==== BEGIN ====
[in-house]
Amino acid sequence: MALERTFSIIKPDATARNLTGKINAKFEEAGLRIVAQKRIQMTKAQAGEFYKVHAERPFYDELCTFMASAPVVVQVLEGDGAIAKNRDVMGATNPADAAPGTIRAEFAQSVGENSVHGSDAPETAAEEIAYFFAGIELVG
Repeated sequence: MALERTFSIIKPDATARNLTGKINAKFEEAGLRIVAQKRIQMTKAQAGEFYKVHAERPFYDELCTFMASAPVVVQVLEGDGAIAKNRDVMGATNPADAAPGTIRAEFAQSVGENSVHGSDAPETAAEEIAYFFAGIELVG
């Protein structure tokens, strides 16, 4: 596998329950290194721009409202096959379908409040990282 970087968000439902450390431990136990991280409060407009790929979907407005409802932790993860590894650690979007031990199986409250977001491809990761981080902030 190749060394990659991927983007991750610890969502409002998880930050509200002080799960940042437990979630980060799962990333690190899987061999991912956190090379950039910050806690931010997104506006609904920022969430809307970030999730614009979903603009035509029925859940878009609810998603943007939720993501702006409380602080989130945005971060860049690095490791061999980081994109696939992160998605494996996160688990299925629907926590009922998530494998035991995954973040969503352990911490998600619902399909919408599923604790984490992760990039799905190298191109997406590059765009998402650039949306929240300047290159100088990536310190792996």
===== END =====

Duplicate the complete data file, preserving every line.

[in-house]
Amino acid sequence: MALERTFSIIKPDATARNLTGKINAKFEEAGLRIVAQKRIQMTKAQAGEFYKVHAERPFYDELCTFMASAPVVVQVLEGDGAIAKNRDVMGATNPADAAPGTIRAEFAQSVGENSVHGSDAPETAAEEIAYFFAGIELVG
Repeated sequence: MALERTFSIIKPDATARNLTGKINAKFEEAGLRIVAQKRIQMTKAQAGEFYKVHAERPFYDELCTFMASAPVVVQVLEGDGAIAKNRDVMGATNPADAAPGTIRAEFAQSVGENSVHGSDAPETAAEEIAYFFAGIELVG
């Protein structure tokens, strides 16, 4: 596998329950290194721009409202096959379908409040990282 970087968000439902450390431990136990991280409060407009790929979907407005409802932790993860590894650690979007031990199986409250977001491809990761981080902030 190749060394990659991927983007991750610890969502409002998880930050509200002080799960940042437990979630980060799962990333690190899987061999991912956190090379950039910050806690931010997104506006609904920022969430809307970030999730614009979903603009035509029925859940878009609810998603943007939720993501702006409380602080989130945005971060860049690095490791061999980081994109696939992160998605494996996160688990299925629907926590009922998530494998035991995954973040969503352990911490998600619902399909919408599923604790984490992760990039799905190298191109997406590059765009998402650039949306929240300047290159100088990536310190792996």